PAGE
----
A former Catholic bishop has said nuns at the centre of the UK’s largest ever public inquiry into institutional child abuse were taken for granted.
Edward Daly, 81, expressed admiration for a religious order caring for thousands of troubled children amid the violence and “abominable” poverty of 1960s Northern Ireland.
The Sisters of Nazareth have apologised for “shocking and harrowing” physical, sexual and emotional abuse and neglect at two residential homes in Londonderry.
Bishop Daly said in 36 years of ministry he only heard one complaint, from a woman separated from her brothers as a child and sent from a home to Australia, but had no involvement in running the centres.
He said: “They were doing work that needed to be done, that nobody else was doing.”
The treatment of young people, orphaned or taken away from their unmarried mothers, in houses run by nuns, brothers or the state, is a key concern of an investigation chaired by retired High Court judge Sir Anthony Hart which is being held in Banbridge, Co Down, and was ordered by the devolved government at Stormont.
It is considering cases between 1922, the foundation of Northern Ireland, and 1995.
Bishop Daly told the inquiry that Londonderry around the time of the outbreak of the Troubles in 1969, was a place of great suffering.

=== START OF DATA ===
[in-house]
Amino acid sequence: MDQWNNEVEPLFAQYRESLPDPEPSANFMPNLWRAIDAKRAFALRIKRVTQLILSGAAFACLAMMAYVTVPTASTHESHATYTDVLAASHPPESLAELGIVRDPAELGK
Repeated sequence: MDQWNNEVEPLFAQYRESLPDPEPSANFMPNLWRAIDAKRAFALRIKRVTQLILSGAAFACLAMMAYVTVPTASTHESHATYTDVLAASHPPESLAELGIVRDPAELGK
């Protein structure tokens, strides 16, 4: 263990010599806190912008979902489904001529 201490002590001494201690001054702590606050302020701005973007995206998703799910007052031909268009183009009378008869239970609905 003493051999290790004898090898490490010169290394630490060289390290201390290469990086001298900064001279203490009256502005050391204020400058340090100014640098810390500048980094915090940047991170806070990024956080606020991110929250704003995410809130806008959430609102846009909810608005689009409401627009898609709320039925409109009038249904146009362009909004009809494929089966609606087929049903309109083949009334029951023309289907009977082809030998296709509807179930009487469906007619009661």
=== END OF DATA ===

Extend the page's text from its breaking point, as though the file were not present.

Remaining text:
“It was a culture shock, I had never before experienced poverty of that nature, housing was of such abominable standard, overcrowding and all the attendant things that went with that, it was quite shocking frankly.”
The former bishop said there was violence every day except Christmas Day for 18 months.
“It was extraordinary, the shootings, the murders, bombs, intimidation, imprisonment, internment.”
The nuns ran two homes in the area, Termonbacca and Nazareth House.
Earlier evidence to the inquiry said two sisters were left looking after up to 70 children amid under-funding and overcrowding.
Bishop Daly said: “We all took the sisters for granted. The sisters were there, we knew they (children) were being cared for.
“Perhaps people in the community, leaders in the community like myself, took them for granted.”
He added: “We are all responsible for not knowing but I was surprised that so few sisters were involved and they looked after 5,000 children.
“One wonders what would have happened to those kids had the sisters not been there.”
Responsibility for running the order lay in Hammersmith in London, answerable directly to Rome rather than his diocese, the senior cleric said.
Victims ‘forced to eat own vomit’
Alleged victims have claimed they were forced to eat their own vomit and punished for bedwetting.
A senior nun, speaking on behalf of the congregation, said the evidence was “shocking and harrowing”.
Sister Brenda McCall said: “We are a human group, a human organisation and we had people that were champions to the cause and we had people that were a bit weaker and all I can say is we had some wonderful, heroic, I would say inspirational sisters.” She said the congregation accepted that sisters, older boys and lay people physically assaulted children.